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Nat Geo: Europe’s Insecticide Ban

For this blog post, I will be discussing the National Geographic article, “Why Europe’s Insecticide Ban is Big News for Bees” by Stephen Leahy. It talks about Europe’s strengthening position against the use of insecticides and how it will affect bees. Bees are one of the most important species when it comes to maintaining Biodiversity in terrestrial nature and agriculture for humans. By pollinating our plants, they allow them to reproduce and continue feeding humans and livestock. From an ecological standpoint, bees maintain plant communities which are the bases for most life on earth. Humans have also used bees for millennia. The use of bee’s wax has been found on ancient pottery, which leads us to believe that humans used bees for their wax and honey since the dawn of civilization. Our modern-day insecticides pose a great threat to bees making them collateral damage in our mission to exterminate bugs that are harmful to our crops or pests like mosquitos.

To try and alleviate this problem, Europe is putting a ban on a set of pesticides called neonicotinoids. Since humans started using pesticides, they have often caused damage to many parts of the environment. Pesticides, like DDT, were used to kill insects all over America and was marked as safe for many years. The use of DDT was wide spread and sometimes even directly sprayed into areas where humans were present. Eventually, scientists found out that DDT was extremely toxic to humans and the environment, killing insects but also causing irreversible damage. Neonicotinoids were supposed to be a safer alternative to pesticides like DDT, and although they seem to not have a large effect on humans, they cause more damage to the environment.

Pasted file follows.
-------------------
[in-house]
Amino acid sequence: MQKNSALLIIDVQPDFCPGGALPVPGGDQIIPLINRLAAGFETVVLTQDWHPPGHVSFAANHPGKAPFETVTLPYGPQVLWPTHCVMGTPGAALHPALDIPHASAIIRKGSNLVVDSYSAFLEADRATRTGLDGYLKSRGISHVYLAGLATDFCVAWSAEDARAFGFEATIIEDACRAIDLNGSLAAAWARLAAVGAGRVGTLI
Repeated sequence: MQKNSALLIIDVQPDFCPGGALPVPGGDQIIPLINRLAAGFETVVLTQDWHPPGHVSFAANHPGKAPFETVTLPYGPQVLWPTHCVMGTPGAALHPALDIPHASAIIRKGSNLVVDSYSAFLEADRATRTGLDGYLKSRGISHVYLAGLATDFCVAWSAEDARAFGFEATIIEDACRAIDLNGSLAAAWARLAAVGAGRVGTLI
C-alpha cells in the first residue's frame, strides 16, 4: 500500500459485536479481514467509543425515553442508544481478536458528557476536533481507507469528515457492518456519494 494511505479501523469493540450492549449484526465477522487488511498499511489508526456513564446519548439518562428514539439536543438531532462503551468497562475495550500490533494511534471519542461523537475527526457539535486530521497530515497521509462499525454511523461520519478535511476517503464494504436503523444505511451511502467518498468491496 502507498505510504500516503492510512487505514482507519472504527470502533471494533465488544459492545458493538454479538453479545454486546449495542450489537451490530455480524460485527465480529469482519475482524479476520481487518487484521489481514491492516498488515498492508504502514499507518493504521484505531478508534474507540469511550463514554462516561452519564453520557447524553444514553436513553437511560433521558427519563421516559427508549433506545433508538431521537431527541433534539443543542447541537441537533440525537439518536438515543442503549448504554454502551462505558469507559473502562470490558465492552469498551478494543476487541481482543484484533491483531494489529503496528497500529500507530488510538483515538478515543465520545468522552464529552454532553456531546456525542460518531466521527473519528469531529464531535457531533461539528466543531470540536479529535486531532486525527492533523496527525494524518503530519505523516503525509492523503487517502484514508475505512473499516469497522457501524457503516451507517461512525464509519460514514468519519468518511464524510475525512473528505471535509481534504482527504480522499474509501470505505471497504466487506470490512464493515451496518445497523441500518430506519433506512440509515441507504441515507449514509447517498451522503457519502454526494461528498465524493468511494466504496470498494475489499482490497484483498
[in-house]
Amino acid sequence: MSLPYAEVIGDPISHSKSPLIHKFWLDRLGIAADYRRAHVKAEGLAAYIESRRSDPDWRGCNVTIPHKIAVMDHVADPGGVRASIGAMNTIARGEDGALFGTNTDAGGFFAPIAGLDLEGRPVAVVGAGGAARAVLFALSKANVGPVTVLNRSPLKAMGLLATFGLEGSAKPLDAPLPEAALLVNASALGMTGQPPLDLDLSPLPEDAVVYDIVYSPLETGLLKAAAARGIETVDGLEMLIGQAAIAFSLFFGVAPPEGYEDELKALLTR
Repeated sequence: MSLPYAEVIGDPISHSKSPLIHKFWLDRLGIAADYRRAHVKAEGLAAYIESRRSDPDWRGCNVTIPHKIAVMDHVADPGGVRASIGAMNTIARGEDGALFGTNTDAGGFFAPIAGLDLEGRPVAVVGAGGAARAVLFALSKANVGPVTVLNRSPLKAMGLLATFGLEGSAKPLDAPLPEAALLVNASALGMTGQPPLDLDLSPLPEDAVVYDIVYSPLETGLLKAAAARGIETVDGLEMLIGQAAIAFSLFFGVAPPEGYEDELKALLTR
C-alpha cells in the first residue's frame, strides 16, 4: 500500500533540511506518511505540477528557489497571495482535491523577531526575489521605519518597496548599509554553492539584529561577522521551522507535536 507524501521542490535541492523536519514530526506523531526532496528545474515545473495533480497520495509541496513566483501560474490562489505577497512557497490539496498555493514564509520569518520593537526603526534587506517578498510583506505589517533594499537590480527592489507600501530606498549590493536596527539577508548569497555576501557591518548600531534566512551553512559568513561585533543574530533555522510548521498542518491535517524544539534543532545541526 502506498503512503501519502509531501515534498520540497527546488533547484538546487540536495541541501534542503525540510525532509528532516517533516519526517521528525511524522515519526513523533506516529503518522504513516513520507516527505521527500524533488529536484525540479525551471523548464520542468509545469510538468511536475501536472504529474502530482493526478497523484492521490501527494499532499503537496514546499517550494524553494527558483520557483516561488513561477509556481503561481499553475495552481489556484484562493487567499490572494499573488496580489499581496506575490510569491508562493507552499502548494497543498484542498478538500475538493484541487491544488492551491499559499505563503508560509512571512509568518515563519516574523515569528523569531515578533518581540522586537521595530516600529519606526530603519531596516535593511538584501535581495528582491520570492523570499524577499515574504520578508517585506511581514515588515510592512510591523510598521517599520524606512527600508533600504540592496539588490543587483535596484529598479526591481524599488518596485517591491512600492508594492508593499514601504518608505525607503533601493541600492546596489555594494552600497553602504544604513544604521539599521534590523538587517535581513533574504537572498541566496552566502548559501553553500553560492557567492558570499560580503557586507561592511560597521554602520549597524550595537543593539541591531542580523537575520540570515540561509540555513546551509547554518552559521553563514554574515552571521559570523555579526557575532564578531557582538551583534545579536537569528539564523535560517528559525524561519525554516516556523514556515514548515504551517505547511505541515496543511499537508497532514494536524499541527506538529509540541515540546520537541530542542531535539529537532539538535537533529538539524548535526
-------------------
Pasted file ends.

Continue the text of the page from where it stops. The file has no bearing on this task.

Neonicotinoids work by killing the nerve cells of insects but also become absorbed and stored in plant tissue. When insects nibble on plants, the pesticide gets into their system and kills them. They are also found in the pollen and nectar of the plants which is why they have a negative effect on bees. When plants create seeds, they also become highly concentrated with neonicotinoids, hurting animals like the birds who eat them. It is said that most corn, soy, and wheat seeds produced today contain Neonicotinoids. They are also found in the soil and mix easily with water, which causes them to be washed out by rain into streams and eventually oceans while causing even more damage to the environment.

Previously, the ban on these pesticides only focused on flowering plants that are known to attract bees. However, Europe has currently banned all use of neonicotinoids because of their proven harmful effects to the environment. As usual, Europe is ahead of the United States in their environmental protection methods. The U.S. EPA has only temporarily banned the use of these chemicals with a goal of further studying their effects. Hopefully, in time the use of Neonicotinoids will be banned all around the world to protect our bees and the fragile ecosystem from the irreversible damage they cause.



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